It’s a conflicting feeling. On one end it’s disheartening and borderline infuriating; on the other it’s somewhat flattering that someone lusts after your creativity to the extent of plagiarism. However, feelings can’t get in the way of sound business ethos and practice, and thus I speak out and take action. It’s not easy to register a patent for any business, especially a small one, as it is an expensive feat. However, it is critical as rudimentary work, to patent as much creative work in order to make easy any exercise of rights to one’s intellectual property. The moment work leaves a metaphysical state of being an idea to becoming a tangible product or written document, it is already one’s intellectual property.

Whilst a country like Zimbabwe may seem like easy prey to violations, firstly we must understand that ideas themselves Are Not Poor. Ideas possess such immense and infinite potential for wealth, it is only when an executed idea fails can we rethink that potential. It’s important ideas and to protect our ideas and the processes proceeding thereof legally. Copycats will always be there and subject to prosecution but at A Tribe Called Zimbabwe we sell more than a product, We sell an experience, a zeitgeist, a milieu, a Genus Loci, as we call it in architecture (i.e. , spirit of the place)… a vibe, iSomething nje ethi, “I’m Zimbabwean”, kaThat thing kanoti “Proudly Zimbo”.

So whilst a few may be swayed to buy a Chinese replica, a true lover of Tribe and Country is loyal to the original authentic A Tribe Called Zimbabwe experience. The same way true lovers of wine are particular about a wine’s terroir, i.e., where its grown, how it’s made, this is the same way culture or art should be consumed. This kind of thinking and market consciousness then throws the foreign imitations off the mental shelves of a customer.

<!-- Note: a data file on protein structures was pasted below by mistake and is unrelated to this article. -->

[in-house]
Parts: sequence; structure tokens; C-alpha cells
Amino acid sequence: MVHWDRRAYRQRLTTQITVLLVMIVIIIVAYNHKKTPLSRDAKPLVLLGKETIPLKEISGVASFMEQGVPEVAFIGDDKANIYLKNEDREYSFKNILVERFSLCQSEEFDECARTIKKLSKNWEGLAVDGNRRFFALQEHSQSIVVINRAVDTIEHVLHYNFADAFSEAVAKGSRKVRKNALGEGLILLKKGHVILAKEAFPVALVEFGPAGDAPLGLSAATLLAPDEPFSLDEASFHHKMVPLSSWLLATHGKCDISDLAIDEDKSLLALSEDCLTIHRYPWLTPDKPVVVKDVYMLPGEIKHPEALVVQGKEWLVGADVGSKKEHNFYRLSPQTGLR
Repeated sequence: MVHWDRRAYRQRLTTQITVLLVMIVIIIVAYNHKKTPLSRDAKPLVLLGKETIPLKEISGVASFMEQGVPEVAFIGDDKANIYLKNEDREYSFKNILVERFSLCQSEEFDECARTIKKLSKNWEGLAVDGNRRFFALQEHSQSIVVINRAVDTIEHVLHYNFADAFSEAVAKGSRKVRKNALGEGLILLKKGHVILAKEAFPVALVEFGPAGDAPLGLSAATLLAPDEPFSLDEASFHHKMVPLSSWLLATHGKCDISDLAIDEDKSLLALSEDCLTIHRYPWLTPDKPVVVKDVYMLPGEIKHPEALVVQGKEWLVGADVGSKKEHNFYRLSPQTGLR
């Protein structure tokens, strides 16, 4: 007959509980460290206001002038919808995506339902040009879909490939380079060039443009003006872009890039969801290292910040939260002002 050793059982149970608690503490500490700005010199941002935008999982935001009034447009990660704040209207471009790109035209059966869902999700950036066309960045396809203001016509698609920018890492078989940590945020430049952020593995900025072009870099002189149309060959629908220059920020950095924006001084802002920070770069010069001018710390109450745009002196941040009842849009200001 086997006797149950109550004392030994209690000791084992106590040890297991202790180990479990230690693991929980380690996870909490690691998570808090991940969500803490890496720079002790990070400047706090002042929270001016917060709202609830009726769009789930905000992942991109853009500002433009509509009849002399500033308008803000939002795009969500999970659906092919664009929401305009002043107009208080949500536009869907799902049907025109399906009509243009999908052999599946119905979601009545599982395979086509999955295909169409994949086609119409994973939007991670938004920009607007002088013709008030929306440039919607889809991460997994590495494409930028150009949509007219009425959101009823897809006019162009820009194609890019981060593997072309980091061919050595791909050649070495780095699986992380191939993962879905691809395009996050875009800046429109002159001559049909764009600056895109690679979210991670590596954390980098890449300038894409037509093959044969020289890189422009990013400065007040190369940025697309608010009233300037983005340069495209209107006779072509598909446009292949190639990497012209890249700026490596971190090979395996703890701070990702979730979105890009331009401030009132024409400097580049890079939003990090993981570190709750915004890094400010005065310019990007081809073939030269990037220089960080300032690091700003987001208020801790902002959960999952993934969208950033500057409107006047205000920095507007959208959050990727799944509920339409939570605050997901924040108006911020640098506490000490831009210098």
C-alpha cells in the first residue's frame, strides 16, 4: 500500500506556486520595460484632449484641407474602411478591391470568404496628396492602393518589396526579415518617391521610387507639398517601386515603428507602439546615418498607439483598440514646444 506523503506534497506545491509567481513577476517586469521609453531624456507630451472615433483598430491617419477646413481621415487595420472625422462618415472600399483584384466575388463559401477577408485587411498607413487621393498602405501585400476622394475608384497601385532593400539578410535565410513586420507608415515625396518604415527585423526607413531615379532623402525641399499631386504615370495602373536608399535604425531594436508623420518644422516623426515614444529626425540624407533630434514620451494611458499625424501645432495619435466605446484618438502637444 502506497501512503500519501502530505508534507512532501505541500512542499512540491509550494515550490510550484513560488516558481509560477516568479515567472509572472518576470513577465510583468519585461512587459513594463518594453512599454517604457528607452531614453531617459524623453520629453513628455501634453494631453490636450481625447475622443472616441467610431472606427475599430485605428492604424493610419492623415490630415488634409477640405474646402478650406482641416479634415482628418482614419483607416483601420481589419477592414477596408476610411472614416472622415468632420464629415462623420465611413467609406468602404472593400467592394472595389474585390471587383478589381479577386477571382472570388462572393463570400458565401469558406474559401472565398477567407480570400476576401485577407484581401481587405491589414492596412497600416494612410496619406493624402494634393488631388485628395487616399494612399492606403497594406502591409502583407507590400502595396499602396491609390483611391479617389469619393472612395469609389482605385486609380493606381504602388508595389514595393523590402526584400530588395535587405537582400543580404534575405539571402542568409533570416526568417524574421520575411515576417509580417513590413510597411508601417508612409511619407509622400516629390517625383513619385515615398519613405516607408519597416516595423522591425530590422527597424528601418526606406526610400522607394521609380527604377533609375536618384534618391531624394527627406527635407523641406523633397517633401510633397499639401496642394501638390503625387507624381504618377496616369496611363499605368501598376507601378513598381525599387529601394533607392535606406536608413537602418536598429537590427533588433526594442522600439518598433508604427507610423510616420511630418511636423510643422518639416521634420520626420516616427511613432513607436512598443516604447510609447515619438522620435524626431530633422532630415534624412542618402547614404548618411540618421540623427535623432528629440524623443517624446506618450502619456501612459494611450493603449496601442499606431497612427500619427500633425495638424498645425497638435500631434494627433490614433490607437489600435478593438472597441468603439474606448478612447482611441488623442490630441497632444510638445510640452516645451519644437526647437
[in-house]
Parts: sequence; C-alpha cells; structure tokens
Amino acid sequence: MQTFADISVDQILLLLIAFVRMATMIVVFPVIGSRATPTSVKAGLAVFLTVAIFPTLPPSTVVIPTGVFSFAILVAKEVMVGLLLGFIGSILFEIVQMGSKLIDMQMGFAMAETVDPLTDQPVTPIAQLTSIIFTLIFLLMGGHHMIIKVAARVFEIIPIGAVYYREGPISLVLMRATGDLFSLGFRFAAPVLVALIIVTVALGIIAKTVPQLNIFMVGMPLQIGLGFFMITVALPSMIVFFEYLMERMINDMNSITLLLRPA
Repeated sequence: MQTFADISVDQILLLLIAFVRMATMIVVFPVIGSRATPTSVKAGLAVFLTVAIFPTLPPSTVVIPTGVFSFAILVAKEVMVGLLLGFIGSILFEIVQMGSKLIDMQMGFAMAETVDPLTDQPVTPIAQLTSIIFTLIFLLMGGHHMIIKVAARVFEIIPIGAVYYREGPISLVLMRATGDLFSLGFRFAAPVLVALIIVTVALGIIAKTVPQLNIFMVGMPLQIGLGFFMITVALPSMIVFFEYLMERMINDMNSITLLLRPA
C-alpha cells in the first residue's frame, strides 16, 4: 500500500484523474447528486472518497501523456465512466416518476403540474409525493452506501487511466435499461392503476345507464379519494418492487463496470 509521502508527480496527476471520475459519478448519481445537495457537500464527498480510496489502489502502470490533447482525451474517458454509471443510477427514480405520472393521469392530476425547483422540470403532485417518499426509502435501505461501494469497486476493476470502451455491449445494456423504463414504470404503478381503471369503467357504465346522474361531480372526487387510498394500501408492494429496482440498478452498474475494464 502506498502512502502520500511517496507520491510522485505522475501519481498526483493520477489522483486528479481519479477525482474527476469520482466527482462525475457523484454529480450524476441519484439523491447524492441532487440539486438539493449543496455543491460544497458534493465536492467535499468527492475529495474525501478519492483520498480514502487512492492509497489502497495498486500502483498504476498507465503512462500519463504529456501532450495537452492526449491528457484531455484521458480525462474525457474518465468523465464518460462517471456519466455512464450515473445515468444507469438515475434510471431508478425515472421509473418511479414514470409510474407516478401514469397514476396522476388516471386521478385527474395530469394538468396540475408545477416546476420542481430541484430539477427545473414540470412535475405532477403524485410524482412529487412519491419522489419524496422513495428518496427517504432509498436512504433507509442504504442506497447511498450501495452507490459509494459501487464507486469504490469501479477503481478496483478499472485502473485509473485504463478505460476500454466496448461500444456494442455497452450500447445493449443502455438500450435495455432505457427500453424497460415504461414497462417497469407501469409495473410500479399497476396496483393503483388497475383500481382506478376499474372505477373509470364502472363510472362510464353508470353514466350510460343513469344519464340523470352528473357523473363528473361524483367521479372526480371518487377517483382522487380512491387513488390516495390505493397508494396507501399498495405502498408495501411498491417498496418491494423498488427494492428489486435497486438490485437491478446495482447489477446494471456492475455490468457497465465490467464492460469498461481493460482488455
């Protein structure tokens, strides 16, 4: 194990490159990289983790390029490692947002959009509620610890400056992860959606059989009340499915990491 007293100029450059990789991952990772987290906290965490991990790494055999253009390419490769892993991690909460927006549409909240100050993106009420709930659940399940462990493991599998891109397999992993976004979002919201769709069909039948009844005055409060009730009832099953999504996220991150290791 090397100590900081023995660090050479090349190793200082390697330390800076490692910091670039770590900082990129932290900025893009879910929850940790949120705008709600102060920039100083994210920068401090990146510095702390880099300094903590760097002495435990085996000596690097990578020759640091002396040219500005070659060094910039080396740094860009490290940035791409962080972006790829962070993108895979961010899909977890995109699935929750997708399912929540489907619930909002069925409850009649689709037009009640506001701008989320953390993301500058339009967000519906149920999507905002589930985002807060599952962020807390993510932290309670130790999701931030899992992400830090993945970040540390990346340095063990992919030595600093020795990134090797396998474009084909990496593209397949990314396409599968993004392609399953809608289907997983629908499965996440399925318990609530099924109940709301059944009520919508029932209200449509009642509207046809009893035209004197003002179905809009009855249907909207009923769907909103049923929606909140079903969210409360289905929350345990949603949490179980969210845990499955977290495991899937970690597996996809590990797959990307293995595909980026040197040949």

Zana'Kay Talks About A Tribe Called Zimbabwe, & Why She Chose Architecture Asante Afrika Magazine
Zana K wearing her renowned crown

In a country like Zimbabwe, patenting one’s products can cost up to US$3,000 per product, and getting lawyers to fight copyright issues on one’s behalf is just as expensive. What do you think can be done by creatives to raise awareness of the need to curb plagiarism?

Creatives simply need to be educated on what IP is, what it constitutes, what infringement is, and how they can avoid the same. It doesn’t help to have a small batch of creatives having this information – all creatives must understand this subject, so that we relate to each other well where these matters are concerned.

Zana'Kay Talks About A Tribe Called Zimbabwe, & Why She Chose Architecture Asante Afrika Magazine
A Tribe Called Zimbabwe Merchandise

The legal fraternity also has a role to play. How do you think, or what do you wish they could do to best assist creatives to raise awareness of the above-mentioned issue? Do you think having a Creatives Council, or in this case a fashion council in Bulawayo or Zimbabwe as a whole, would help creatives by protecting their rights?

I think a Creatives Council will definitely bring some structure and protection where IP rights are concerned, but we need to understand that law enforcement should be a last resort in any society where people are grounded in good ethics and morals. The very act of stealing or infringing on someone’s intellectual property, points to an ethical or moral decay either within that person, or society. So the first port of call would be in my opinion, to educate creatives on such topics, before we create bodies that respond to such delicts.